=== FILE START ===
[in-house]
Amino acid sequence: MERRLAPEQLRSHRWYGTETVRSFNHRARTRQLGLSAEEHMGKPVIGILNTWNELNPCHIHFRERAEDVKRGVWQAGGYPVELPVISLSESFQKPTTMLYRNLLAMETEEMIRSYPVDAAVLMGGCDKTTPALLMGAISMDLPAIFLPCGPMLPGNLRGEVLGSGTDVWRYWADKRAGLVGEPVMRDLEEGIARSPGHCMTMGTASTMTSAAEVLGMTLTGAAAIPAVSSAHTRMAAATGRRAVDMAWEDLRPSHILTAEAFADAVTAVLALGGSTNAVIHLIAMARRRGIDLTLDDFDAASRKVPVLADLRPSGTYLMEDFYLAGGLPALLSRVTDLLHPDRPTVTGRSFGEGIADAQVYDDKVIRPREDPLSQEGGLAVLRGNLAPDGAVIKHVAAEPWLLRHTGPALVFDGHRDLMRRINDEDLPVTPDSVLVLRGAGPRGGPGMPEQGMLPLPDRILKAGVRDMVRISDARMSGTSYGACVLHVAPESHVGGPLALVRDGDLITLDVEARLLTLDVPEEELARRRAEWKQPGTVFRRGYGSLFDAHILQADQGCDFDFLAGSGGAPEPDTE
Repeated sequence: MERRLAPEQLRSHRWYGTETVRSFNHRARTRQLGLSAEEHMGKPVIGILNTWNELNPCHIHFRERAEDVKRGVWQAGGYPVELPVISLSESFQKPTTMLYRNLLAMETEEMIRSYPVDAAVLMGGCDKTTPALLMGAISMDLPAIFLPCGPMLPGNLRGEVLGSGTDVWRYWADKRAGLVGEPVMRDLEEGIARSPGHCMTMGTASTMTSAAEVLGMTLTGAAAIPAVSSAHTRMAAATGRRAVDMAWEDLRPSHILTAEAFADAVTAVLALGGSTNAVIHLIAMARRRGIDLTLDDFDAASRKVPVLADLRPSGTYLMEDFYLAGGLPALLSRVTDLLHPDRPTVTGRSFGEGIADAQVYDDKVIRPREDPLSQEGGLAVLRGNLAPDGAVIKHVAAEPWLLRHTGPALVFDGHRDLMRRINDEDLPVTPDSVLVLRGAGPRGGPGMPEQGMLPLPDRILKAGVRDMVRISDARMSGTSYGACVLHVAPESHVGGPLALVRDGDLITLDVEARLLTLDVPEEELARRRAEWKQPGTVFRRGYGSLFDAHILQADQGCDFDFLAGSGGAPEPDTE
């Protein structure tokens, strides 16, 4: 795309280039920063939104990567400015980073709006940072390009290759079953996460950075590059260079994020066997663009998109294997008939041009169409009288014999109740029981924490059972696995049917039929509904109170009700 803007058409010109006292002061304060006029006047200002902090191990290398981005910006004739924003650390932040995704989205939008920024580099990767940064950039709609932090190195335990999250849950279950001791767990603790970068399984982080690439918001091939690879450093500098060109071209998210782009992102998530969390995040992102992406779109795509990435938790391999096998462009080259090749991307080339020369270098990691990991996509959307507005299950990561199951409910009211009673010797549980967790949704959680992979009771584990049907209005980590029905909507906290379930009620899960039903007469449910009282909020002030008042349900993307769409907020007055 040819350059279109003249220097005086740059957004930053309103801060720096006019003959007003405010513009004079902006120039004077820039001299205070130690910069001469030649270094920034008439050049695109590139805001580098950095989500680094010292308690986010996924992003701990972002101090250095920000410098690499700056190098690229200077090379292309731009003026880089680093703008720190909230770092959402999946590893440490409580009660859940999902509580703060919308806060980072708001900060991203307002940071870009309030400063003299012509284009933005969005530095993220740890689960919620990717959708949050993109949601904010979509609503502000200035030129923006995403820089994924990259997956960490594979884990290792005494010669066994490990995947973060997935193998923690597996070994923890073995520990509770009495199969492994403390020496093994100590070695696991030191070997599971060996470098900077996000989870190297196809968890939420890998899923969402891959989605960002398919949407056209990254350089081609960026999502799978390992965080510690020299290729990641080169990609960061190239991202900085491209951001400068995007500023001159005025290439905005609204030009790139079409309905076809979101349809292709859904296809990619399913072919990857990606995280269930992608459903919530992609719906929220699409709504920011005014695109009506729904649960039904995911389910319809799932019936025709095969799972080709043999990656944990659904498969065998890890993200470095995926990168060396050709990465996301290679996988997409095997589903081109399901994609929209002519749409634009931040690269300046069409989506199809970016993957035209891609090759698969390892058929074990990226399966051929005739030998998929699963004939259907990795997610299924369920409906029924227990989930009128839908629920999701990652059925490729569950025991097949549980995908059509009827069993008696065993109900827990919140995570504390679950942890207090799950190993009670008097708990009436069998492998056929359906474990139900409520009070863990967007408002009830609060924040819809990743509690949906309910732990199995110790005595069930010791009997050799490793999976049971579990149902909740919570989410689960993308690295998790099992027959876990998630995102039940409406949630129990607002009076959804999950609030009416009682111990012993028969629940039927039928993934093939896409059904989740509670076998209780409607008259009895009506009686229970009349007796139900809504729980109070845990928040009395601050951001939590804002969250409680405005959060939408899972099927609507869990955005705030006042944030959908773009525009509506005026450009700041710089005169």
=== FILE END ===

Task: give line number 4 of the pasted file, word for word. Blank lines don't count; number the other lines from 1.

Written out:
């Protein structure tokens, strides 16, 4: 795309280039920063939104990567400015980073709006940072390009290759079953996460950075590059260079994020066997663009998109294997008939041009169409009288014999109740029981924490059972696995049917039929509904109170009700 803007058409010109006292002061304060006029006047200002902090191990290398981005910006004739924003650390932040995704989205939008920024580099990767940064950039709609932090190195335990999250849950279950001791767990603790970068399984982080690439918001091939690879450093500098060109071209998210782009992102998530969390995040992102992406779109795509990435938790391999096998462009080259090749991307080339020369270098990691990991996509959307507005299950990561199951409910009211009673010797549980967790949704959680992979009771584990049907209005980590029905909507906290379930009620899960039903007469449910009282909020002030008042349900993307769409907020007055 040819350059279109003249220097005086740059957004930053309103801060720096006019003959007003405010513009004079902006120039004077820039001299205070130690910069001469030649270094920034008439050049695109590139805001580098950095989500680094010292308690986010996924992003701990972002101090250095920000410098690499700056190098690229200077090379292309731009003026880089680093703008720190909230770092959402999946590893440490409580009660859940999902509580703060919308806060980072708001900060991203307002940071870009309030400063003299012509284009933005969005530095993220740890689960919620990717959708949050993109949601904010979509609503502000200035030129923006995403820089994924990259997956960490594979884990290792005494010669066994490990995947973060997935193998923690597996070994923890073995520990509770009495199969492994403390020496093994100590070695696991030191070997599971060996470098900077996000989870190297196809968890939420890998899923969402891959989605960002398919949407056209990254350089081609960026999502799978390992965080510690020299290729990641080169990609960061190239991202900085491209951001400068995007500023001159005025290439905005609204030009790139079409309905076809979101349809292709859904296809990619399913072919990857990606995280269930992608459903919530992609719906929220699409709504920011005014695109009506729904649960039904995911389910319809799932019936025709095969799972080709043999990656944990659904498969065998890890993200470095995926990168060396050709990465996301290679996988997409095997589903081109399901994609929209002519749409634009931040690269300046069409989506199809970016993957035209891609090759698969390892058929074990990226399966051929005739030998998929699963004939259907990795997610299924369920409906029924227990989930009128839908629920999701990652059925490729569950025991097949549980995908059509009827069993008696065993109900827990919140995570504390679950942890207090799950190993009670008097708990009436069998492998056929359906474990139900409520009070863990967007408002009830609060924040819809990743509690949906309910732990199995110790005595069930010791009997050799490793999976049971579990149902909740919570989410689960993308690295998790099992027959876990998630995102039940409406949630129990607002009076959804999950609030009416009682111990012993028969629940039927039928993934093939896409059904989740509670076998209780409607008259009895009506009686229970009349007796139900809504729980109070845990928040009395601050951001939590804002969250409680405005959060939408899972099927609507869990955005705030006042944030959908773009525009509506005026450009700041710089005169």